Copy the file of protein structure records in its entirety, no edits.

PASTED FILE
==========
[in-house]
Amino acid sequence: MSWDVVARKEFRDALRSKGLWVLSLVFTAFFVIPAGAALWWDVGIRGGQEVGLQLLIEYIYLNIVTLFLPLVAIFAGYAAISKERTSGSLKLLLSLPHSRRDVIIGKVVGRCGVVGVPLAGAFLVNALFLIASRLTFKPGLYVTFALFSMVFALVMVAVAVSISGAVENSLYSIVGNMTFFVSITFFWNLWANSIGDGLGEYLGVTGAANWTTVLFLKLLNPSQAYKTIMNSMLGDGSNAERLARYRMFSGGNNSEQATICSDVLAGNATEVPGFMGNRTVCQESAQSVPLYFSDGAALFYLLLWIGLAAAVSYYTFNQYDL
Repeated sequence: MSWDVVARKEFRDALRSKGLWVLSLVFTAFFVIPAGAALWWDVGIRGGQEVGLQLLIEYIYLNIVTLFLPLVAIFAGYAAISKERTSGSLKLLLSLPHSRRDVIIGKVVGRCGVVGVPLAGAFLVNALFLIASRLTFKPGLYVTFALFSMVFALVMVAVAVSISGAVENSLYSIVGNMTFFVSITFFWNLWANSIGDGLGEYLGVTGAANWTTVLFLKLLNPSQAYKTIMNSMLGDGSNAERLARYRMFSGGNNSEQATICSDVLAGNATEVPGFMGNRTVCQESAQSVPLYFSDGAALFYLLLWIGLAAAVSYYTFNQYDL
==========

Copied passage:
[in-house]
Amino acid sequence: MSWDVVARKEFRDALRSKGLWVLSLVFTAFFVIPAGAALWWDVGIRGGQEVGLQLLIEYIYLNIVTLFLPLVAIFAGYAAISKERTSGSLKLLLSLPHSRRDVIIGKVVGRCGVVGVPLAGAFLVNALFLIASRLTFKPGLYVTFALFSMVFALVMVAVAVSISGAVENSLYSIVGNMTFFVSITFFWNLWANSIGDGLGEYLGVTGAANWTTVLFLKLLNPSQAYKTIMNSMLGDGSNAERLARYRMFSGGNNSEQATICSDVLAGNATEVPGFMGNRTVCQESAQSVPLYFSDGAALFYLLLWIGLAAAVSYYTFNQYDL
Repeated sequence: MSWDVVARKEFRDALRSKGLWVLSLVFTAFFVIPAGAALWWDVGIRGGQEVGLQLLIEYIYLNIVTLFLPLVAIFAGYAAISKERTSGSLKLLLSLPHSRRDVIIGKVVGRCGVVGVPLAGAFLVNALFLIASRLTFKPGLYVTFALFSMVFALVMVAVAVSISGAVENSLYSIVGNMTFFVSITFFWNLWANSIGDGLGEYLGVTGAANWTTVLFLKLLNPSQAYKTIMNSMLGDGSNAERLARYRMFSGGNNSEQATICSDVLAGNATEVPGFMGNRTVCQESAQSVPLYFSDGAALFYLLLWIGLAAAVSYYTFNQYDL